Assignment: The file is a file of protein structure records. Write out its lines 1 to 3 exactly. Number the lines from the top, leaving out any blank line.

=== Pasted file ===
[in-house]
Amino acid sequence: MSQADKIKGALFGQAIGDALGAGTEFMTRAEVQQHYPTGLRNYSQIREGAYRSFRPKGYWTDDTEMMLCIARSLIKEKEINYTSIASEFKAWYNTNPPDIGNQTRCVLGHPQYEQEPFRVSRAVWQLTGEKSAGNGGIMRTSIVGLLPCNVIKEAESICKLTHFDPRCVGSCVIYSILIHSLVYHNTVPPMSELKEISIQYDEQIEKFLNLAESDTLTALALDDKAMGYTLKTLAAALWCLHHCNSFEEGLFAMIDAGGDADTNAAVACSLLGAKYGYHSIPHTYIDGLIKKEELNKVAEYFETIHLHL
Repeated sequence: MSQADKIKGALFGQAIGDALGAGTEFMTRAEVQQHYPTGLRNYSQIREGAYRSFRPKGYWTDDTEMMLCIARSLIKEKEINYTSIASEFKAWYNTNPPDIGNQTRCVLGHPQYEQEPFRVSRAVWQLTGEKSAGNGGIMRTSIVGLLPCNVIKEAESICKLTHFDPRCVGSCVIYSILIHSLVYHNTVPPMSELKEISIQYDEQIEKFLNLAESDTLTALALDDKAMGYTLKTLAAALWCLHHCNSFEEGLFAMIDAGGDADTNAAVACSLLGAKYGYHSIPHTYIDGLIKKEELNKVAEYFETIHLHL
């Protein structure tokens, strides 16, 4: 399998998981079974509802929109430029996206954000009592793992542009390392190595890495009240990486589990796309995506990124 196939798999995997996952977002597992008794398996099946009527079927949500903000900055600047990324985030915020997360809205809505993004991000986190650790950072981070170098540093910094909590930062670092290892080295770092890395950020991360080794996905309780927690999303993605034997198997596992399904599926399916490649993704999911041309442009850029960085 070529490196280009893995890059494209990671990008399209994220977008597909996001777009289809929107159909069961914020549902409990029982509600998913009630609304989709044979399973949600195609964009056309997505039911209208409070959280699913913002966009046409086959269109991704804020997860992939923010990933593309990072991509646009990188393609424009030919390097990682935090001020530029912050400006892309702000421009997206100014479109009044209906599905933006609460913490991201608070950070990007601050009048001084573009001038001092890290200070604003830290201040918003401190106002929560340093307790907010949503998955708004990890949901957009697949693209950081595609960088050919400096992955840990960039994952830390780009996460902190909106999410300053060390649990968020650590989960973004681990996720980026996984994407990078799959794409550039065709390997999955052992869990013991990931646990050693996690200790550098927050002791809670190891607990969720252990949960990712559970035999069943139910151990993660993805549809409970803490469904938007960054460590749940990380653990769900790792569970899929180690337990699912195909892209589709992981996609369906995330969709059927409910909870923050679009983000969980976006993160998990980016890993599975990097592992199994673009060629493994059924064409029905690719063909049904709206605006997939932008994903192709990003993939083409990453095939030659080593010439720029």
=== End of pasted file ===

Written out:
[in-house]
Amino acid sequence: MSQADKIKGALFGQAIGDALGAGTEFMTRAEVQQHYPTGLRNYSQIREGAYRSFRPKGYWTDDTEMMLCIARSLIKEKEINYTSIASEFKAWYNTNPPDIGNQTRCVLGHPQYEQEPFRVSRAVWQLTGEKSAGNGGIMRTSIVGLLPCNVIKEAESICKLTHFDPRCVGSCVIYSILIHSLVYHNTVPPMSELKEISIQYDEQIEKFLNLAESDTLTALALDDKAMGYTLKTLAAALWCLHHCNSFEEGLFAMIDAGGDADTNAAVACSLLGAKYGYHSIPHTYIDGLIKKEELNKVAEYFETIHLHL
Repeated sequence: MSQADKIKGALFGQAIGDALGAGTEFMTRAEVQQHYPTGLRNYSQIREGAYRSFRPKGYWTDDTEMMLCIARSLIKEKEINYTSIASEFKAWYNTNPPDIGNQTRCVLGHPQYEQEPFRVSRAVWQLTGEKSAGNGGIMRTSIVGLLPCNVIKEAESICKLTHFDPRCVGSCVIYSILIHSLVYHNTVPPMSELKEISIQYDEQIEKFLNLAESDTLTALALDDKAMGYTLKTLAAALWCLHHCNSFEEGLFAMIDAGGDADTNAAVACSLLGAKYGYHSIPHTYIDGLIKKEELNKVAEYFETIHLHL